Now that the House has launched an impeachment inquiry into the president, the Senate will play an important role in the process. In this case, the Senate will act as a court that decides on Trump’s dismissal or survival.

To oust Trump, the votes of 67 members of the Senate is needed, which would be two-thirds of their population. Currently, there are 53 Republicans and 47 Democrats in the Senate. Therefore, Democrats need the support of 20 Republican senators.

Since the Republicans have not supported Trump’s impeachment, it is highly unlikely that Trump’s impeachment leads to his dismissal.

Impact of the impeachment on the 2020 presidential election

The impact of Trump’s impeachment on the presidential election depends on his defense and the credibility of accusations against him. Democrats are well aware that accusing Trump of corruption and incompetence will not affect American voters. Democrats probably knew that those allegations were not strong enough to undermine Trump, but on the contrary they would undermine their positions.

By stating an issue related to U.S. national security, Democrats took the risk of impeachment. To make the impeachment strategy successful, Democrats should prove that the president has endangered U.S. national security and he may do the same in future. This claim can go beyond party politics and put unbearable pressure on Trump, Republicans and uncertain voters.

From our partner Tehran Times

Ph.D Student of International relations in Islamic Azad niversity،Science and Research Branch (Iran) Visiting Fellow of the Persian Gulf Department in the Center for Middle East Studies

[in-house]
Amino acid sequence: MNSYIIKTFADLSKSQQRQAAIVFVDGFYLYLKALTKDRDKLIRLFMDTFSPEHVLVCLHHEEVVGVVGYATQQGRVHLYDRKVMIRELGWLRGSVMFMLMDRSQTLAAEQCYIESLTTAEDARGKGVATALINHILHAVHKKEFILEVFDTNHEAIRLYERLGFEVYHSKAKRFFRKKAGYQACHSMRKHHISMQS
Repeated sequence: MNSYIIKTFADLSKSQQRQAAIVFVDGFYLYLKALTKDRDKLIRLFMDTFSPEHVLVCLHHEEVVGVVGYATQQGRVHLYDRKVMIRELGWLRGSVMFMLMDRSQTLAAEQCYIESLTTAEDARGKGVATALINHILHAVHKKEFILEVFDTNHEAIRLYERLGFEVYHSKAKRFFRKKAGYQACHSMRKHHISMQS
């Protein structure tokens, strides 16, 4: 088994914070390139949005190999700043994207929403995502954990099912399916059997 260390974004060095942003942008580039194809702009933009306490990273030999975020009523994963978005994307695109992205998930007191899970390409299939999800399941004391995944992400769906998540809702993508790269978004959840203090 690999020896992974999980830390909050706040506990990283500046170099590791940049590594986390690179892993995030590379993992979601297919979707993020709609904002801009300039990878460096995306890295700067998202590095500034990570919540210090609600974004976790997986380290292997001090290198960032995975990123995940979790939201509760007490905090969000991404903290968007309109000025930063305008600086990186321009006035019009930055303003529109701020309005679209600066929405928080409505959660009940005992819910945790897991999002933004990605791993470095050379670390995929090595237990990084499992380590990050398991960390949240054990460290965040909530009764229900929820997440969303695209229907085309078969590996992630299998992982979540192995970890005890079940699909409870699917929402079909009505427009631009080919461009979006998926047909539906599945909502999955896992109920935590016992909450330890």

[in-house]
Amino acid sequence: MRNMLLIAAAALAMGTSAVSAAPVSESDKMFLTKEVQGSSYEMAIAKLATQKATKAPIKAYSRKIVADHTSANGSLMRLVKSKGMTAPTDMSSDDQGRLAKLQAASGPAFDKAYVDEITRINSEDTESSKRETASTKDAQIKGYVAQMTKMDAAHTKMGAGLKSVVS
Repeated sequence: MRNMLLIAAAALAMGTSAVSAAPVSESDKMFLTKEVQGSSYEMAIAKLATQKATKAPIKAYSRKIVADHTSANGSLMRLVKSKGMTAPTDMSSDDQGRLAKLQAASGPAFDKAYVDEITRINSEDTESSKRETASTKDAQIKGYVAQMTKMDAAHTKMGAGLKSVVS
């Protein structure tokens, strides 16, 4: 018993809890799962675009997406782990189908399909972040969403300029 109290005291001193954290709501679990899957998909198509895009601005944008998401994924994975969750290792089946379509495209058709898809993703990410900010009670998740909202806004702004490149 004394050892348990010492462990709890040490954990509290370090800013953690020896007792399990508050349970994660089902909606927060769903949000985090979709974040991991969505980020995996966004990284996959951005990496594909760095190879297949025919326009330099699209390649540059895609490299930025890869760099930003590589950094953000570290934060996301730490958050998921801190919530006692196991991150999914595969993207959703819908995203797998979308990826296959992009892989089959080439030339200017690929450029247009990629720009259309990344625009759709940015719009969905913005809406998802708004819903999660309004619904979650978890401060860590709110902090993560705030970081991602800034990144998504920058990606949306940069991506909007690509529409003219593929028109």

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Can Anyone Beat Trump?

Dr. Arshad M. Khan

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Donald Trump may make fun of Elizabeth Warren and dub her Pocahontas but he better watch it.  She may be gunning for him in November.

Mayor Michael Bloomberg, or as he prefers to be called, ‘Mike’, spent $400 million of his $60 billion fortune on ads, raising himself to third place among candidates as a can-do ‘Mighty Mike’.  It bought him a place at the Democratic debate last Wednesday.  But that $400 million, a colossal fortune for any of us, and in lottery terms what would count as one of the biggest wins ever, was blown away in a few minutes by Warren as she went after him on his racially-charged stop-and-frisk policy to fight crime in New York City.  That his efforts worked was made irrelevant by his clearly limited ability to debate.  Yet with $59.6 billion still in his kitty, probably growing at several billion a year, who can write him off in this age of TV ads?

Then there were his non-disclosure agreements with numerous women — though asked repeatedly he never gave a number.  His lame defense that these were voluntary, seemed to assume the audience were dupes.  Everyone knows the persons charging him with unwarranted advances received money as settlements and in exchange signed the agreements.

The Bloomberg charge thwarted, Bernie Sanders could be counted the real winner for leaving the debate unscathed.  He leads nationally by double digits with Biden second.

A botoxed Biden with whitewashed teeth tried to put a spring in his step with purchased ‘youth’.  He talked of present and past presidents of Mexico, and of other countries, he was acquainted with and how personal connections get things done — a mindset reminiscent of the Burisma job in Ukraine son Hunter was given when his father was Vice President with a major policy role in the Ukraine.  As board member of Burisma, Hunter Biden was paid up to $50,000 per month.  His function was to advise on corporate governance and legal issues yet never found it necessary to attend a board meeting or visit the company in Ukraine.  The company’s owner has been recently charged with corruption in obtaining licenses and tax fraud over the period of Hunter Biden’s tenure at his firm.

It’s all in a day’s work.  Personal connections, that’s how things get done.  Imagine the labels Trump will attach to him should he win the nomination.